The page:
• Determine the best type of evacuation:
    • Front, rear or side door evacuation, or some combination of doors.
    • Roof or window evacuation.
  • Secure the bus by:
    • Placing transmission in “Park”; if there is no shift point, use “Neutral.”
    • Setting parking brakes.
    • Shutting off the engine.
    • Removing ignition key.
    • Activating hazard-warning lights.
  • If time allows, notify dispatch office of evacuation location, conditions and type of assistance needed.
  • Dangle radio microphone or telephone out of driver’s window for later use, if operable.
  • If no radio or the radio is inoperable, dispatch a passing motorist or area resident to call for help. As a last resort, dispatch two older, responsible students to go for help.
  • Order the evacuation.
  • Evacuate students from the bus.
    • Do not move a student you believe may have suffered a neck or spinal injury unless his or her life is in immediate danger.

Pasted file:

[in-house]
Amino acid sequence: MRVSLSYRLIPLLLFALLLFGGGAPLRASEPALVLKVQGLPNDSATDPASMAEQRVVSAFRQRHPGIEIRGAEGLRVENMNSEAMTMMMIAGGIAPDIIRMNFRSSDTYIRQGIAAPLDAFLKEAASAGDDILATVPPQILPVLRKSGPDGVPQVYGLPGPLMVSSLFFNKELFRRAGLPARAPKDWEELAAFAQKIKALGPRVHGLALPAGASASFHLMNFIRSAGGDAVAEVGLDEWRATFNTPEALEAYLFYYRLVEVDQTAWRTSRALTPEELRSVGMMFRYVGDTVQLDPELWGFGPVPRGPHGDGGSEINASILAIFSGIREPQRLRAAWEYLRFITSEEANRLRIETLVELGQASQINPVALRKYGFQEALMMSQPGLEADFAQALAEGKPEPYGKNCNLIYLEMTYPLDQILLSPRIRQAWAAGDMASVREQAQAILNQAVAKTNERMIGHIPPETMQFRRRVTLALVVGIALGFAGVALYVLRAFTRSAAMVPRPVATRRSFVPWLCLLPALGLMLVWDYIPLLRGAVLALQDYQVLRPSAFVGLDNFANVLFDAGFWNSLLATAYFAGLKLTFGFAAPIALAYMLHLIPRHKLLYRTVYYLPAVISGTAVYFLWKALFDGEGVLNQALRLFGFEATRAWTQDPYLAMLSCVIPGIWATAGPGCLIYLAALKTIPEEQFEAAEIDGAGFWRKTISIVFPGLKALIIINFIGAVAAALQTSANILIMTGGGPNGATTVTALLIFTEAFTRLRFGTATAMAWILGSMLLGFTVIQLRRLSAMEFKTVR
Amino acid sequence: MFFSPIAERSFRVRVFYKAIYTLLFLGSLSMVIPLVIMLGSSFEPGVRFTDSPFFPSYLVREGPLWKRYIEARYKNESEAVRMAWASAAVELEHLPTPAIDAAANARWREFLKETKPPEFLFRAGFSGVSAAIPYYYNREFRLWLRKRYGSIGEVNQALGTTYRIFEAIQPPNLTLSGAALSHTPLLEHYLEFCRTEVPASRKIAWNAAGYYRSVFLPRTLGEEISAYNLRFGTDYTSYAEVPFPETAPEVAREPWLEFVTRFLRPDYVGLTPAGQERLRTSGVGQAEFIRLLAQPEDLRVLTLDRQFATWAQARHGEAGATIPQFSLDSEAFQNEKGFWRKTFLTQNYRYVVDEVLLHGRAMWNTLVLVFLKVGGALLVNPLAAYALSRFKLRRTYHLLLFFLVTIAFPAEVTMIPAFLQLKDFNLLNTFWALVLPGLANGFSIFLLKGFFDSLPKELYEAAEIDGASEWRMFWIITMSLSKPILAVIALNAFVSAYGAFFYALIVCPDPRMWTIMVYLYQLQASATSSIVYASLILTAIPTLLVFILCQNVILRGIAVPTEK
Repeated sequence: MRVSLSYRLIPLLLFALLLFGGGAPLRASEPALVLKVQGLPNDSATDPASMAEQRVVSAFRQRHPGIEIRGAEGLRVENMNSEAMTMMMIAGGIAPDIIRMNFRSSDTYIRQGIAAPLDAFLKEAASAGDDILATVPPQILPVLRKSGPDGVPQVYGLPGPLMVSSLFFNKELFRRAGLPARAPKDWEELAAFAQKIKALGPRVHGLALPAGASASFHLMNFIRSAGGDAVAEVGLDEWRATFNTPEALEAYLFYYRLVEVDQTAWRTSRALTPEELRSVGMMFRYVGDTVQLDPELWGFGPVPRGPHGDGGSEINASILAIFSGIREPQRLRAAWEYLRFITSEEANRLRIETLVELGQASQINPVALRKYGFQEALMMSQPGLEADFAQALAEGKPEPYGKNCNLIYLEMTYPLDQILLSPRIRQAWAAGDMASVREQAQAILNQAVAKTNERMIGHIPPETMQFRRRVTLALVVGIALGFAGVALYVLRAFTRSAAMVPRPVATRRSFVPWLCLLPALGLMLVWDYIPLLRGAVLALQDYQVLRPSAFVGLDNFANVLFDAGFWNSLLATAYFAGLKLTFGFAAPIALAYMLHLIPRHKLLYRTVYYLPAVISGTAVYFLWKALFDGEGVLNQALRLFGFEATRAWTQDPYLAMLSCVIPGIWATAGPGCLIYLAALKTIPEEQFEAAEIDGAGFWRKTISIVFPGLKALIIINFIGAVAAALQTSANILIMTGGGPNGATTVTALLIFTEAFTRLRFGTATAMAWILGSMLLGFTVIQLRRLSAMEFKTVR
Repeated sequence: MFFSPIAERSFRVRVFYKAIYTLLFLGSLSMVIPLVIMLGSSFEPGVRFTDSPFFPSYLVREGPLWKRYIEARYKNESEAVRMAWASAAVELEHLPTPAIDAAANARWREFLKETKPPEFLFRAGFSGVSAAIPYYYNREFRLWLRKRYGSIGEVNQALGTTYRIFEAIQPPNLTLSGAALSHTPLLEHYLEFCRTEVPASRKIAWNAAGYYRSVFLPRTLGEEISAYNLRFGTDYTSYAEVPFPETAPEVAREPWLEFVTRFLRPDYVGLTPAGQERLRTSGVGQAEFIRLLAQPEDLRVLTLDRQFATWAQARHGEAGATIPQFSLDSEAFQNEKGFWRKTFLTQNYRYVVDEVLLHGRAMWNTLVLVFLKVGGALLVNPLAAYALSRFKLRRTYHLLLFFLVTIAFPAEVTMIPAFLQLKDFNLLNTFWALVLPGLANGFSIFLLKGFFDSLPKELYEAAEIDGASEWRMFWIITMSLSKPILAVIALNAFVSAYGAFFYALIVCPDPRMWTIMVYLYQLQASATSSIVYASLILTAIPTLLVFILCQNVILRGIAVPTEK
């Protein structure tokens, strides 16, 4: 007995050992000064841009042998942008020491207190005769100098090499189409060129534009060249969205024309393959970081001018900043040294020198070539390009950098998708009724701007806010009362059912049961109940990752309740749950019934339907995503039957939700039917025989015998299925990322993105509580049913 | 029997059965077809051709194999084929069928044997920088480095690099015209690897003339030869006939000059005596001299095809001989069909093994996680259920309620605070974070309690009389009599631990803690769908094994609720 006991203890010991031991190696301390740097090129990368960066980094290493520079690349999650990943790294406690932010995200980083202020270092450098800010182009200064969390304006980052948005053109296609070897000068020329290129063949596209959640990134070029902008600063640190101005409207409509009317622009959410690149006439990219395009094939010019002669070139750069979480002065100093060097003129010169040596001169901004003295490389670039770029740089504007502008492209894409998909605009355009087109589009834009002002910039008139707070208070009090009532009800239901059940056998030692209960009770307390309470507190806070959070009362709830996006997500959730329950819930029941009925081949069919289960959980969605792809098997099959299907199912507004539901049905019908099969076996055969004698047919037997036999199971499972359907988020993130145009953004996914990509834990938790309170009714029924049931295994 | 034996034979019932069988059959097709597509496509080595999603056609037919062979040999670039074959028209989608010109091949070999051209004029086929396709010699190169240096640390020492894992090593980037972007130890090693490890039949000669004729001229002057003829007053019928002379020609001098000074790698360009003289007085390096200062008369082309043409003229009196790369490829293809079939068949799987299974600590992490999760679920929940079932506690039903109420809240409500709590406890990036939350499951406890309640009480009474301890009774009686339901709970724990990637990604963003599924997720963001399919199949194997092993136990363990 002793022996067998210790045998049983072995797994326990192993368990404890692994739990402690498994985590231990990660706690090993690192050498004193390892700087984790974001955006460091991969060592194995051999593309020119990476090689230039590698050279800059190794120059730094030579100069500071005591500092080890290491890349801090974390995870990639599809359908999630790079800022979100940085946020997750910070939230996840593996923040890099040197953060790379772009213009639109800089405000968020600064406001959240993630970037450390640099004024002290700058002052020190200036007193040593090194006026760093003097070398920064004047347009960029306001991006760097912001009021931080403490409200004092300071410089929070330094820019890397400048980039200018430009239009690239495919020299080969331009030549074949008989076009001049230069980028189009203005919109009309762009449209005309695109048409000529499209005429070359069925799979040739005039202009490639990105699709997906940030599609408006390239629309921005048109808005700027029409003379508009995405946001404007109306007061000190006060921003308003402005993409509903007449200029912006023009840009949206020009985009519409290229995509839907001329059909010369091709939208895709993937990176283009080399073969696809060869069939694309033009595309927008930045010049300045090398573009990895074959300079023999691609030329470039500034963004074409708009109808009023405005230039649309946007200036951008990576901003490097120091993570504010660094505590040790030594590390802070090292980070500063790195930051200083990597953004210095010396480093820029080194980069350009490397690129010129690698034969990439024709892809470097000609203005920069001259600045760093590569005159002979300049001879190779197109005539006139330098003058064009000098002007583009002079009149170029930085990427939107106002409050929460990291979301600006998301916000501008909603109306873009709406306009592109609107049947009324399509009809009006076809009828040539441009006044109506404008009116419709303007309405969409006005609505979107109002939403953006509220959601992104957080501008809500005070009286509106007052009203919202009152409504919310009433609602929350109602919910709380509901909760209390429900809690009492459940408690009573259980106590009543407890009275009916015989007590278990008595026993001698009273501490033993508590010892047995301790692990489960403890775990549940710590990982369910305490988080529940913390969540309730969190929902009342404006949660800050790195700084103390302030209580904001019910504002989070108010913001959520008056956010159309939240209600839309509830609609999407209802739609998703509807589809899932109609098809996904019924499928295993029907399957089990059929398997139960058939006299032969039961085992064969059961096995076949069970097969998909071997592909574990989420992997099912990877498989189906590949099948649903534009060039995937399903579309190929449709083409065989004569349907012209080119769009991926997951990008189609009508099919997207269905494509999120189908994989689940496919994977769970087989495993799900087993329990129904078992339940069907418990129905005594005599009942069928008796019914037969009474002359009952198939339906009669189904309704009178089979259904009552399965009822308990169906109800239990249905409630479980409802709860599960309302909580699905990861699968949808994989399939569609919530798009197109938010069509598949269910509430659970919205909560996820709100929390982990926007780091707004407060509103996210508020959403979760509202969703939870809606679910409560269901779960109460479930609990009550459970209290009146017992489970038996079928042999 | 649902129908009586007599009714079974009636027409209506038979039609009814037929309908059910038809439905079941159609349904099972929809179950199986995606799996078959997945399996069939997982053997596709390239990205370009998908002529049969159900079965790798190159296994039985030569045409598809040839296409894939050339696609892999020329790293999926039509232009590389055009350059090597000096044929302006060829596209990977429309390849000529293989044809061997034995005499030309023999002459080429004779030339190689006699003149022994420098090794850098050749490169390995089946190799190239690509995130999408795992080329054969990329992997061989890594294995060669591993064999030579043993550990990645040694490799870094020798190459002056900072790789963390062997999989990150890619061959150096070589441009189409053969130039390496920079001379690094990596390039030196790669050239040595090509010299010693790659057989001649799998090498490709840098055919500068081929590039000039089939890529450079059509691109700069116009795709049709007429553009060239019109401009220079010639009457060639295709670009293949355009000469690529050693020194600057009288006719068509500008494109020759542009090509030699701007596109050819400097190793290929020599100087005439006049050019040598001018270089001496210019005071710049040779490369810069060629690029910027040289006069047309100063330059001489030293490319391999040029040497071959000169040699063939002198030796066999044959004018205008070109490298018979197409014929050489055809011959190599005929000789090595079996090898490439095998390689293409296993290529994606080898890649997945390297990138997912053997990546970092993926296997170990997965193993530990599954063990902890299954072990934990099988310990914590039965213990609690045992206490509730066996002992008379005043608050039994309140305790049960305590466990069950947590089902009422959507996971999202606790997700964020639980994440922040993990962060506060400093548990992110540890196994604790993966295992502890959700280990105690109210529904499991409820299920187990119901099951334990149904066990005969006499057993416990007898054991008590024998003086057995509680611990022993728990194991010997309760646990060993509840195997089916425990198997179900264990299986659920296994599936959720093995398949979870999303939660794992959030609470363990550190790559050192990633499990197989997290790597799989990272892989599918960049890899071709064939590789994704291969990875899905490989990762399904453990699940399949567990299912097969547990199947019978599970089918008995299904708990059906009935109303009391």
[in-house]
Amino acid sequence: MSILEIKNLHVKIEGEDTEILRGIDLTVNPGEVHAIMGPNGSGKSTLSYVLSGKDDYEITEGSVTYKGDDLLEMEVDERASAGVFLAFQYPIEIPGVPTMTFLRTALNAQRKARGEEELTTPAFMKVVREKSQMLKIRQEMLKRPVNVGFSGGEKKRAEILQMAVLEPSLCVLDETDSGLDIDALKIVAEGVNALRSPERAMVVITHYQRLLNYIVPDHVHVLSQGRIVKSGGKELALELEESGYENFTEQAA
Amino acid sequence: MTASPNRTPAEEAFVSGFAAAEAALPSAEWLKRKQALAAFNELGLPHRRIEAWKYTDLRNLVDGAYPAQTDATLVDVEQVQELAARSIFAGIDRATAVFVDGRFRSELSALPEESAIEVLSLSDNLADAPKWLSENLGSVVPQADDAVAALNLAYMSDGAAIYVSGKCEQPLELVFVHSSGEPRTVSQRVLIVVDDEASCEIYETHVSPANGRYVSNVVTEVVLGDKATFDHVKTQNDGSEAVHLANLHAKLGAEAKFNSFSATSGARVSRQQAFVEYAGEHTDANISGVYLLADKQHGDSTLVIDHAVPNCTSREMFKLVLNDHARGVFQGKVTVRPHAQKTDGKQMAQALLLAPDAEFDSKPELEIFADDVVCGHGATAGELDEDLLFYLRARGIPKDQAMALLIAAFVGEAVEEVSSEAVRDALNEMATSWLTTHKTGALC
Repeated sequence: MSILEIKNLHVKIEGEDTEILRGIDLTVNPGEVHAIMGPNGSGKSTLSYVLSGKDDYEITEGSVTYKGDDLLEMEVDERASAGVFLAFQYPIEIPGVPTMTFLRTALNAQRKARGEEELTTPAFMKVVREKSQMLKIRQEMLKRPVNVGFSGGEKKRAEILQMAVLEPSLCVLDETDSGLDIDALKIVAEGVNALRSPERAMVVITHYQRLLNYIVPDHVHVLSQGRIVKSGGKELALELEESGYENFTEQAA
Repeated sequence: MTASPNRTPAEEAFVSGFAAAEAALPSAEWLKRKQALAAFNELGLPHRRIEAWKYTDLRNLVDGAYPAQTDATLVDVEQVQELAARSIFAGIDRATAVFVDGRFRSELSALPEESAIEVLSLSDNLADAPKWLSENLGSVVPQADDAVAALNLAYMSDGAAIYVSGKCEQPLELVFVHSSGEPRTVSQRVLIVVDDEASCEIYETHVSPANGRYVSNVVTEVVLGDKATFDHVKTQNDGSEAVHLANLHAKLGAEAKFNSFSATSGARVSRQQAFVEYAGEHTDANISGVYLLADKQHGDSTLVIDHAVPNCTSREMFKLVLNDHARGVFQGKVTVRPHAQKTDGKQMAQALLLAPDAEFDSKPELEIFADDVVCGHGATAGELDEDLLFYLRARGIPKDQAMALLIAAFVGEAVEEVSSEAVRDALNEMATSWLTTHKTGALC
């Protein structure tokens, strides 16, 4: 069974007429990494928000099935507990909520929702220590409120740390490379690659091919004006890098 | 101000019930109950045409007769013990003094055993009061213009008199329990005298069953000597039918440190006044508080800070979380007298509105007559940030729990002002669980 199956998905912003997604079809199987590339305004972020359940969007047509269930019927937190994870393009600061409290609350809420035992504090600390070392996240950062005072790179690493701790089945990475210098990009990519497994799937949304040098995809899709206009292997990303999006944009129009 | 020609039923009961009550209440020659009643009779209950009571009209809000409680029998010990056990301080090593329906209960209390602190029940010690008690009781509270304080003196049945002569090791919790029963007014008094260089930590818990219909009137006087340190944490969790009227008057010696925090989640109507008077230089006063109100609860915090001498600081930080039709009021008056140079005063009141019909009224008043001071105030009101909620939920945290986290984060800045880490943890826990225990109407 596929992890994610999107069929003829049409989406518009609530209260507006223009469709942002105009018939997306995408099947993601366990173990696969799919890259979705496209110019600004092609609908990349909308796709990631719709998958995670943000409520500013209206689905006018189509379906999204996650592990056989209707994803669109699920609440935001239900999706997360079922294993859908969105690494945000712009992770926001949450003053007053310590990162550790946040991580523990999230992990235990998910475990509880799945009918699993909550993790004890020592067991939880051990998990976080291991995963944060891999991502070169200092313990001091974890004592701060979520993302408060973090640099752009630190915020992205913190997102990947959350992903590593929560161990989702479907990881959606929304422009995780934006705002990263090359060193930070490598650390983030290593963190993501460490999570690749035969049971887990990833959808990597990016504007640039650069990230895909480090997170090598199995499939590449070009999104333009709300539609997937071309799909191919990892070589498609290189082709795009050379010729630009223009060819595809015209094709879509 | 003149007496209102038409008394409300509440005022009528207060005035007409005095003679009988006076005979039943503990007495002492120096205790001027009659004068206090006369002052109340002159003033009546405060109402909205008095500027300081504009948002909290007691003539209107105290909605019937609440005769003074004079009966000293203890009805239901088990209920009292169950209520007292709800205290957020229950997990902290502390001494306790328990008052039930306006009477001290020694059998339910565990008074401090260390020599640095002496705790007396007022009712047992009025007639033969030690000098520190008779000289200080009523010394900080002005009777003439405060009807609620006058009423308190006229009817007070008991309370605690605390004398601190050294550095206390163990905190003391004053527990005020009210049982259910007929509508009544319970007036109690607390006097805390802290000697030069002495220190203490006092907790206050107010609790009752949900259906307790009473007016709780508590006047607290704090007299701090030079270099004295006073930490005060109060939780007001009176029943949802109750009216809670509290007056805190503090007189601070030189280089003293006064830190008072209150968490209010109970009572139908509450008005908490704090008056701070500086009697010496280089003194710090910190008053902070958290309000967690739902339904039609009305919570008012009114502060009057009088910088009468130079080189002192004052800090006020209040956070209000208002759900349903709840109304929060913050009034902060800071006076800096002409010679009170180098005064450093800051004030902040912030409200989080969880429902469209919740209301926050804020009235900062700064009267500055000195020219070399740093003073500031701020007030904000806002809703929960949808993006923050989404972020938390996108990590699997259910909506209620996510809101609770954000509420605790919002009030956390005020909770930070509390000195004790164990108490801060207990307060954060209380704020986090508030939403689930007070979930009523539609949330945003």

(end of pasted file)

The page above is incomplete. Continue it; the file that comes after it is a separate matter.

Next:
• Special procedures must be used to move neck spinal injury victims to prevent further injury.
  • Direct a student assistant to lead students to the nearest safe place.
  • Walk through the bus to ensure no students remain on the bus. Retrieve emergency equipment.
  • Join waiting students. Account for all students and check for their safety.
  • Protect the scene. Set out emergency warning devices as necessary and appropriate.
  • Prepare information for emergency responders.

Multiple-Choice Questions:

Question #480 (1 of 5)

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If the school bus is in the direct path of a sighted tornado and evacuation is ordered, what should you do?